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Stanley Steamers come to Jackson to tour area

Driving his 1910 Stanley Turner steam car is Mark Smith. He and his wife, Debbie (seated behind him), are from Kingfield, Maine, where she is executive director of the Stanley Museum. Riding along are Mark Turner and his wife, Catharine McCloskey-Turner, from Detroit. MI. They are about to leave the Bavarian Halle parking lot in Jackson for a tour of Cape Girardeau on Sept. 15. Photo by Gregory Dullum

You may have seen one zipping down the road recently and not even have known what it was — you might have thought it was just an “old car.”

But it was much more than that! About a dozen Stanley Steamers — steam-powered autos built over 100 years ago — came to Jackson recently.

There are only about 300 Stanley Steamers left in the world, and about half of them are in England. There may be about 100 in the U.S., and 12 of them came to Jackson!

The Bavarian Halle in Jackson was the home base for a week of touring by these antique auto aficionados.

The first day of touring was Tuesday, Sept. 12. They went to Thebes, IL, and saw the courthouse there. On Thursday, they visited Perryville, where they toured the Saxony Lutheran Memorial and the Antique Tractor Museum. On Friday, they toured Cape Girardeau, visiting sites there. On Saturday, they went to Oak Ridge.

“Mostly, we drive,” said Mark Smith, whose wife, Debbie, is the executive director of the Stanley Museum in Kingfield, ME. The owners of these cars just get pleasure from driving them, he said. The steam cars have a touring speed of 40 mph. Smith only smiled when asked about their top speed.

Their engines are rated from 10 to 30 horsepower, depending upon the model.

There is no transmission on these cars, except to go into reverse. To go faster, more steam is applied to the engine. Drivers don’t like to go very fast, because they still need to stop, and the faster they go, the harder it is for their brakes to stop them. Most of these cars have hydraulic brakes.

Kerosene is usually used to heat up the water and turn it to steam. Some drivers, however, use jet fuel. The steam that is created pushes the pistons. The engines run as quietly as electric cars — there is no engine noise when they are running. The only sound these cars utter are their distinct horns and whistles and the occasional hiss of excess steam being let off.

Sometimes other drivers on the road mistake the steam for smoke and try to tell them that their car is on fire, Smith said.

Getting started in the morning takes time. It can take from 15 to 45 minutes to get up a head of steam, depending upon the model.

This where the term comes from, “to fire up the car.” Also, the phrase, “to let off steam” can be attributed to steam cars, Smith said.

The very first Stanley Steamers looked like a carriage without a horse. They were called “horseless carriages.” Later, two kinds were developed. First was called the “coffin-nosed” because the front end looked like a coffin. Then in 1916-17, Stanley came out with a condenser radiator style that looked more like conventional autos of that time.

The 1910 Stanley Turner that Smith was riding in was a coffin-nosed model with a boiler that holds 10 gallons of water. His boiler has two metal plates — one on top and one on the bottom — and 400 metal tubes running between them. The heat from the fire warms these tubes, and with so much surface area in contact with the water, the car produces enough steam to start driving in only 15 minutes.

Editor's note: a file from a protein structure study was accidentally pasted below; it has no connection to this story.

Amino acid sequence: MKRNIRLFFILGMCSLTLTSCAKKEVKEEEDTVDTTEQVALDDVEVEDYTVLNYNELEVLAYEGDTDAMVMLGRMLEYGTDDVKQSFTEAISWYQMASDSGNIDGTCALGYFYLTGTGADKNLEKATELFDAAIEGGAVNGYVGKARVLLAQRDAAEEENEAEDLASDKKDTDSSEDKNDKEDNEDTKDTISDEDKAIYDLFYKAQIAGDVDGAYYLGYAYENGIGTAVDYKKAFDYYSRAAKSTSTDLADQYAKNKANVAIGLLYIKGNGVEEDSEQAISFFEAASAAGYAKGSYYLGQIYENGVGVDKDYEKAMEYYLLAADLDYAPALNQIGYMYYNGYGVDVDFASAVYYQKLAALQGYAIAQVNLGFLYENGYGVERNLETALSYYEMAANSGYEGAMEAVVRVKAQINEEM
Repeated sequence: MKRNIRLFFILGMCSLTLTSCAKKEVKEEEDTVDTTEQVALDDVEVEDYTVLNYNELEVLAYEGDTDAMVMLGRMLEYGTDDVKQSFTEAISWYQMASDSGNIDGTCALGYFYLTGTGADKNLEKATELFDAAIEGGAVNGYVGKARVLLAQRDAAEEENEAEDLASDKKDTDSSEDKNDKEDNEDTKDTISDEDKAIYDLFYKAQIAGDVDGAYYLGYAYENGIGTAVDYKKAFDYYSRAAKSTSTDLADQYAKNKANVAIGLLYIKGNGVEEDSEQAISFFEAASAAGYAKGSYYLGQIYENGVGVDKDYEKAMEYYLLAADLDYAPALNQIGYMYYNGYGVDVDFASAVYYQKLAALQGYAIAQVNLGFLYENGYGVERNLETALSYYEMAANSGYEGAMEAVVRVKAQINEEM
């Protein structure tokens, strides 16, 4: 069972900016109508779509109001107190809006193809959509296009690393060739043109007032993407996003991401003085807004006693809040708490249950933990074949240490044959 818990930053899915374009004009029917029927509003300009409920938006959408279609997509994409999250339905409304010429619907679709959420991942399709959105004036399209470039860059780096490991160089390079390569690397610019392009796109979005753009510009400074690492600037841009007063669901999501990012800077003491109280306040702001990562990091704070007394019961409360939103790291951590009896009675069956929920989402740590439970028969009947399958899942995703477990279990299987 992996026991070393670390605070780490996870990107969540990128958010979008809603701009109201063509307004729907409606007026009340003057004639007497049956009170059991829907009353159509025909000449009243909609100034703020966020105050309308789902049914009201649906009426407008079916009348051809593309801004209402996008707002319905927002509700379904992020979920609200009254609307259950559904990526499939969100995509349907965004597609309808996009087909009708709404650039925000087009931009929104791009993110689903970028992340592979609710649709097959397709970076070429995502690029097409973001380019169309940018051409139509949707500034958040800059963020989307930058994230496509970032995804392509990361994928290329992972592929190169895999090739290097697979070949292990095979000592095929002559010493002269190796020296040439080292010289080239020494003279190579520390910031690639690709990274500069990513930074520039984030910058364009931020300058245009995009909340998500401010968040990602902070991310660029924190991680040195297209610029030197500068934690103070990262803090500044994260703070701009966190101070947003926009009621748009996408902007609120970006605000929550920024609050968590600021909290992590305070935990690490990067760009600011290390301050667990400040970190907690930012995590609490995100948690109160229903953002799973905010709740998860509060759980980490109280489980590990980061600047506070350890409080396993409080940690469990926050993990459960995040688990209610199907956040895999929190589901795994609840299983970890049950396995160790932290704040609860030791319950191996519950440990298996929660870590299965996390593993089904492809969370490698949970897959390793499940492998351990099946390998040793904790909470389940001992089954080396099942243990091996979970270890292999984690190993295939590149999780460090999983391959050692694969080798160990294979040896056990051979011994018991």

These cars lose a certain amount of water as they drive. Their water tanks hold a total of 35 gallons, and the cars lose about a gallon of water per mile. So, every 35 miles, the drivers must stop to add water. The cars don’t burn much kerosene. They can go all day without adding kerosene, Smith said.

Stanley created the steam-powered car because he owned a hotel in Colorado and needed a car with a lot of torque to carry passengers from the steam train up the mountain road to the hotel.

Some of the Stanley Steamers have the steering wheel on the left and some have them on the right side. Smith said they were originally on the right side, but in 1914, they were switched to the left side, because by then there were more automobiles on the road and they started driving only on the right side of the road. It made sense to move the driver to the left side.

The week of tours in Jackson was co-organized by Joe Graziana of St. Louis, who knows this area, because he used to volunteer as a fireman on the Iron Mountain Railroad steam-powered locomotive in Jackson. His partner in organizing this event was Dick Friedman. Graziana brought his Stanley Steamer here to be part of the tour.

These Stanley Steamer tours usually last nine days, Graziana explained. The drivers head out each morning and travel a 50- to 70-mile loop before returning back each evening. To become a tour site, there needs to be enough interesting sites around — and this area has them!

Gregory Dullum has worked for The Cash-Book Journal for more than 25 years. Prior to becoming the editor in May 2017, he was production manager, circulation manager and reporter. Before moving to Cape Girardeau in 1988, he was editor of the Saint Louis Park Sailor, a weekly community newspaper in suburban Minneapolis, MN. A native of Minnesota, he returned there after graduating with distinction in 1978 from Ambassador College in Pasadena, CA, with a degree in mass communications. His wife, Marie, whom he met in college, is a native of Zalma, a small town in southeast Missouri. They have two grown daughters and five grandchildren. Gregory may be reached at cashbook@mvp.net.

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